21 Pages Posted: 10 Aug 2010 Last revised: 14 Sep 2010
Date Written: August 10, 2010
This paper challenges the main stream narrative that links the strength and speed of the world trade collapse in 2008-9 to (i) lacking trade finance, (ii) international value chains and (iii) ‘murky’ protectionism. The paper discusses the emerging literature and points out counteracting forces such as the trade credit and trust that build in commercial relationships. These positive factors are often overlooked by those who blame value chains for the severity of the world trade collapse. The paper offers the theory of trade uncertainty as an alternative explanation focusing on existence of information and/or co-ordination externalities in decentralized market economies that are hit by an unexpected trade shock. A cross section of the depth, duration and steepness of the import decline in 45 countries over the period 2008Q1-2009Q4 finds shorter, but stronger and thus steeper declines for autocratically economies (as suggested by the trade uncertainty hypothesis) and refutes the value chain hypothesis showing that both the share of manufacturing trade and an indicator for the vertical specialization in trade are not (and sometimes negatively) associated with the strength of import contractions. Countries with large shares of manufactures in trade (a proxy for international value chain activity) and/or vertical specialization in trade did not reduce their trade more strongly. This finding suggests that international value chains may very well have had a major dampening effect that reduced the extent to which trade fell.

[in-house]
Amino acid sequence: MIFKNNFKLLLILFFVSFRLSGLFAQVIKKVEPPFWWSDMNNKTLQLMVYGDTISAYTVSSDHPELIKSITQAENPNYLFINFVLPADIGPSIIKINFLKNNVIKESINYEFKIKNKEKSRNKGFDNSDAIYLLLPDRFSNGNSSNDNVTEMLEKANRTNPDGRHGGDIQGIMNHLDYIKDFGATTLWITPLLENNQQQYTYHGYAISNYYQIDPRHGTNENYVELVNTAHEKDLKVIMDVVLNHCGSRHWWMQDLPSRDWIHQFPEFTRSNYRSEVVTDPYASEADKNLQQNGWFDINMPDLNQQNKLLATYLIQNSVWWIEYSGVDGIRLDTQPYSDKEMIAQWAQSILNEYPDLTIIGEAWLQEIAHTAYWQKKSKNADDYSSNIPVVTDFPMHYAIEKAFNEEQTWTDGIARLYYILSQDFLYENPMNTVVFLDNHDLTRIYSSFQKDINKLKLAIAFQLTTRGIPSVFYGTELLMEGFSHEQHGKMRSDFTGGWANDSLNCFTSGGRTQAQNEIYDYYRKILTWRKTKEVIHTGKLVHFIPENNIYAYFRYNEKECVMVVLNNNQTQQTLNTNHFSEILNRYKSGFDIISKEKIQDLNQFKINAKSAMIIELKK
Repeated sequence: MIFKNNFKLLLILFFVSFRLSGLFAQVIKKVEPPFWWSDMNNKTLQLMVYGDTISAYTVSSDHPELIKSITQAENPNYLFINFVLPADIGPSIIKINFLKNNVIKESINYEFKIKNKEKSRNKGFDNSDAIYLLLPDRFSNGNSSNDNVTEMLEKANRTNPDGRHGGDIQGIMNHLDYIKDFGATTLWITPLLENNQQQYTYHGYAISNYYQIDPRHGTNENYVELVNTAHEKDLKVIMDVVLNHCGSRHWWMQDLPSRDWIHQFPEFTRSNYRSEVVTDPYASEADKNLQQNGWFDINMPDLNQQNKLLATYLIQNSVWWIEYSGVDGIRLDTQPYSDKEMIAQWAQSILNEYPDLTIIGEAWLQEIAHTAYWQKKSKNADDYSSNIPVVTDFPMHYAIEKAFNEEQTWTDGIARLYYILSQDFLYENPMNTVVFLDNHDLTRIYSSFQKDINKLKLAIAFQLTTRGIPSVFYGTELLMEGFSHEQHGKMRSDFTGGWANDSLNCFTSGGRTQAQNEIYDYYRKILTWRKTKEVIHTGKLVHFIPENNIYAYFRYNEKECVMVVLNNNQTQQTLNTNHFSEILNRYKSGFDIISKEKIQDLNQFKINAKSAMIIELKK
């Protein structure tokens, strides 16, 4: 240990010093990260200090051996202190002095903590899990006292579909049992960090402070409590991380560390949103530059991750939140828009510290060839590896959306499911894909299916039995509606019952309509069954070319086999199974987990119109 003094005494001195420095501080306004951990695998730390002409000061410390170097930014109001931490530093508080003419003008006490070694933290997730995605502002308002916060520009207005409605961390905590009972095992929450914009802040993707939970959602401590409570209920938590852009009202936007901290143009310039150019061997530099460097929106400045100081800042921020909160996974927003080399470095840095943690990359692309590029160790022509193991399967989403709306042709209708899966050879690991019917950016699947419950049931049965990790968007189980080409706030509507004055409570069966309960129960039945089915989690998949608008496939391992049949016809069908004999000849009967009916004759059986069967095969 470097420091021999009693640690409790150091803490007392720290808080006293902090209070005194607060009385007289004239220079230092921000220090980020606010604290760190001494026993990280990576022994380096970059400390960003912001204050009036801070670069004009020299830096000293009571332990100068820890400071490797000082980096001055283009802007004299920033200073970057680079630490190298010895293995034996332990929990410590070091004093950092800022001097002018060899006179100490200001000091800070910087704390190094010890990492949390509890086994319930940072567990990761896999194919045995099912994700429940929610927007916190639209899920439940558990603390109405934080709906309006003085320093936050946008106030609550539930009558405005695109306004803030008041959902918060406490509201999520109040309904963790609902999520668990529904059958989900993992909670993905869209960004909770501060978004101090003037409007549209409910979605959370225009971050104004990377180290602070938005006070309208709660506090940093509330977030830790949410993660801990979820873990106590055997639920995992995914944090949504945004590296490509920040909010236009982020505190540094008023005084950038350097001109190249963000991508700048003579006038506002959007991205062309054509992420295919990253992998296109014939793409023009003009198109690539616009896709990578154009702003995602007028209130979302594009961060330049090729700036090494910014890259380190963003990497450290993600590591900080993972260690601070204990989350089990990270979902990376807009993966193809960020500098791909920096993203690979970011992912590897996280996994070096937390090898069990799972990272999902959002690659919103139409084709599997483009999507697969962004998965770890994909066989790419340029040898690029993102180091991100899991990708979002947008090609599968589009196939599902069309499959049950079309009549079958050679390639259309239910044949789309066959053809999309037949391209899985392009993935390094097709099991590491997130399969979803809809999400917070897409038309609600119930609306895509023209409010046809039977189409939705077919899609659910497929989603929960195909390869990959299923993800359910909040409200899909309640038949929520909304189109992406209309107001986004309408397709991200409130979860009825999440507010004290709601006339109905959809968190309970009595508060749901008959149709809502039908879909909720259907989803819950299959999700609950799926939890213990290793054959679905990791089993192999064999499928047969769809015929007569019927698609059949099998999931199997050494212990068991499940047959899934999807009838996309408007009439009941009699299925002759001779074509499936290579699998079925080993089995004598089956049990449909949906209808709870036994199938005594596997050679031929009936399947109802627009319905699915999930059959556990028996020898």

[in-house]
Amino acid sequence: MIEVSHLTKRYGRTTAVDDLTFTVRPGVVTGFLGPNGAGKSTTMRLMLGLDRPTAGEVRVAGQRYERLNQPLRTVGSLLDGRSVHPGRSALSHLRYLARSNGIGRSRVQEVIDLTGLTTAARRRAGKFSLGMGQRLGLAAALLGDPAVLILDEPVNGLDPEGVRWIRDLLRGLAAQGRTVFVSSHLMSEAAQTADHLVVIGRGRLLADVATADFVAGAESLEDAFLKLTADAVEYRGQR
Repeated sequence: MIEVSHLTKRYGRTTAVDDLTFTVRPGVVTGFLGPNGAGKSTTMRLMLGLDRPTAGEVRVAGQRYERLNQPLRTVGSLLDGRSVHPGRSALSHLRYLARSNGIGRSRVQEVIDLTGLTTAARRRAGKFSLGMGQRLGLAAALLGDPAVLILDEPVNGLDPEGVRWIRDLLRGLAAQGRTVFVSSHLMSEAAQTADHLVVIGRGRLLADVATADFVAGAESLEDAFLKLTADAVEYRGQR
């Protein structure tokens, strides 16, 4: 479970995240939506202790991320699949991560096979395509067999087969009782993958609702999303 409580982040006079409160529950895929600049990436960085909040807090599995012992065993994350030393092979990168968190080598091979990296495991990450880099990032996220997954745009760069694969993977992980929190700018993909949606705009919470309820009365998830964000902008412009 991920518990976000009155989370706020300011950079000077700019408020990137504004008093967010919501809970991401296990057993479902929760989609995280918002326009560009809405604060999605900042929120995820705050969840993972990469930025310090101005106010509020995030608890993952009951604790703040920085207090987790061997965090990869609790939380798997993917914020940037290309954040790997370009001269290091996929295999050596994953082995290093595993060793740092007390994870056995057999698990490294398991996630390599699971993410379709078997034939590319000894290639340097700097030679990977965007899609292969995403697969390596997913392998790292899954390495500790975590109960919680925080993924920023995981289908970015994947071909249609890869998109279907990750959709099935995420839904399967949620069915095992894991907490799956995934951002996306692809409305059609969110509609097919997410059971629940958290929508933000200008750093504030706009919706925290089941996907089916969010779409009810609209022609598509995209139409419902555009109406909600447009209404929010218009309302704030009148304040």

Keywords: world trade collapse, value chain, trade uncertainty
JEL Classification: F01, F10, G01
Suggested Citation: Suggested Citation
van Bergeijk, Peter A. G., Let’s Assume the WTO is Wrong: 6 plus 1 Hypotheses for the World Trade Collapse (August 10, 2010). Available at SSRN: https://ssrn.com/abstract=1656537 or http://dx.doi.org/10.2139/ssrn.1656537